Introduction

Time to dispel some pesky programming myths. You may have heard - or even believe - some of them. Well, you're in luck, because they're simply not true.

Let's go

Do you need a degree?

Myth: You need a computer science degree to get a job as a developer.

Fact: This just isn't true. Period.

There is so much demand for developers that companies can't afford to overlook people without CS degrees. And why should they? As with any job out there, having a degree doesn't guarantee that the person will perform well at their job. That's why most companies rely on coding interviews and sample tasks to check your skills. If you can deliver the goods, you'll get the job. BTW here are some useful free resources that will help you learn programming on your own.

Do you even google?

Myth: Real developers don't use Google to solve problems.

Fact: All developers, regardless of experience, google stuff all the time.

If you're fresh out of school, you'll be used to memorizing stuff for exams. Having a job isn't like that at all. No one expects you to know everything or to have some topic completely memorized. Most of the time you'll just have a vague idea on how to approach a task and then you'll google the hell out of it. Google will probably lead you to Stack Overflow. So, if you look over a programmer's shoulder and there aren't at least 10 Stack Overflow tabs open, he's probably not doing any important work at the moment.

What about math?

Myth: You have to be good at math to be a programmer.

Fact: In most applications, there's very little math required.

Sure, if you're building you own physics engine or writing machine learning algorithms, you'll need some serious math. However, 99% of development jobs require just these two: check if a number is even or odd and calculate some simple percentage. Even if you encounter something more complex, there's a very good chance that someone's already written code to do it. Just google it.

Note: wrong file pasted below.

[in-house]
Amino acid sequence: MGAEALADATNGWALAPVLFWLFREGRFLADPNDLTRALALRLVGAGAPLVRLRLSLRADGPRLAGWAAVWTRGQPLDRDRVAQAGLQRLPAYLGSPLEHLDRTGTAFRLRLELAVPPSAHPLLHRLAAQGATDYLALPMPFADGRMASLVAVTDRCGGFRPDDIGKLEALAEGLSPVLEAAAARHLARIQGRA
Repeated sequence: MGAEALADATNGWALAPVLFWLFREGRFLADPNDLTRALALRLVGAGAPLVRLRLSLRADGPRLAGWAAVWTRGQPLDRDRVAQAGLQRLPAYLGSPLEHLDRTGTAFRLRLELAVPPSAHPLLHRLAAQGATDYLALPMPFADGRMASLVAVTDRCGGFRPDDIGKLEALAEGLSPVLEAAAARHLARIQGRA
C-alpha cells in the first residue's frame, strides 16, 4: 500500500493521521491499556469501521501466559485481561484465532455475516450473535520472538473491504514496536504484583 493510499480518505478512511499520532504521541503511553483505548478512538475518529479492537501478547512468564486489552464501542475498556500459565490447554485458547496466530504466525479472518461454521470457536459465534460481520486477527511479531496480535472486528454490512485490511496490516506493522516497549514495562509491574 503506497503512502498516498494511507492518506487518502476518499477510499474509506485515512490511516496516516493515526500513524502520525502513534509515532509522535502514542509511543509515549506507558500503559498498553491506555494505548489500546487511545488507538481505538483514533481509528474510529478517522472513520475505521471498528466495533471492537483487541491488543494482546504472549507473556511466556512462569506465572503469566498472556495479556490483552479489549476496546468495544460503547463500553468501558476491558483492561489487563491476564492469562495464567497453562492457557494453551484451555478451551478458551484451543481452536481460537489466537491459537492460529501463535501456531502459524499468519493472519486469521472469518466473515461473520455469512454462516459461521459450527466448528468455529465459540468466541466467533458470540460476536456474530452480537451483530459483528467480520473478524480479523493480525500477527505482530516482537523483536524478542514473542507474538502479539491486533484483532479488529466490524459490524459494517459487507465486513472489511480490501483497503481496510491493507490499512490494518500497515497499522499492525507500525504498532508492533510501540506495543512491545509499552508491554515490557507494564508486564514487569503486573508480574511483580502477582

Is one programming language enough?

Myth: You need to be 'fluent' in several programming languages to get a good job.

Fact: You can make big bucks writing Rust. Or you can be a full-stack developer with JavaScript. Or you can develop apps for Android, iOS and Windows using C#.

It's better to know one language really well than to be mediocre at multiple. However, you'll need to be familiar with various different technologies and know how to connect them in a meaningful way. For frontend development, JavaScript is useless without HTML, CSS, and some frontend framework like Angular, Vue or React. And almost any language is basically useless without technologies such as HTTP, RESTful APIs, JSON, databases, Git etc. But the good news is that you don't need to know how they work under the hood. You just need to learn to use them.

How to get to 10X?

Myth: Learning some magical programming language will make you a 10X developer. Other languages are too slow / built poorly / not strict enough.

Fact: Solving real-world problems in a maintainable, efficient and scalable manner is what makes you a 10X developer.

As long you don't pick an esoteric language like Brainfuck or Piet, you can get the job done. When starting out, however, it helps to pick a popular language. This will make it much easier to google your way out of problems when you get stuck. If you can't decide which one to pick, check out this post.

Any other programming myths?

If you have some other beliefs that are holding you back from jumping into learning programming, feel free to leave them in the comments. We'll do our best to answer your questions and give you honest feedback.


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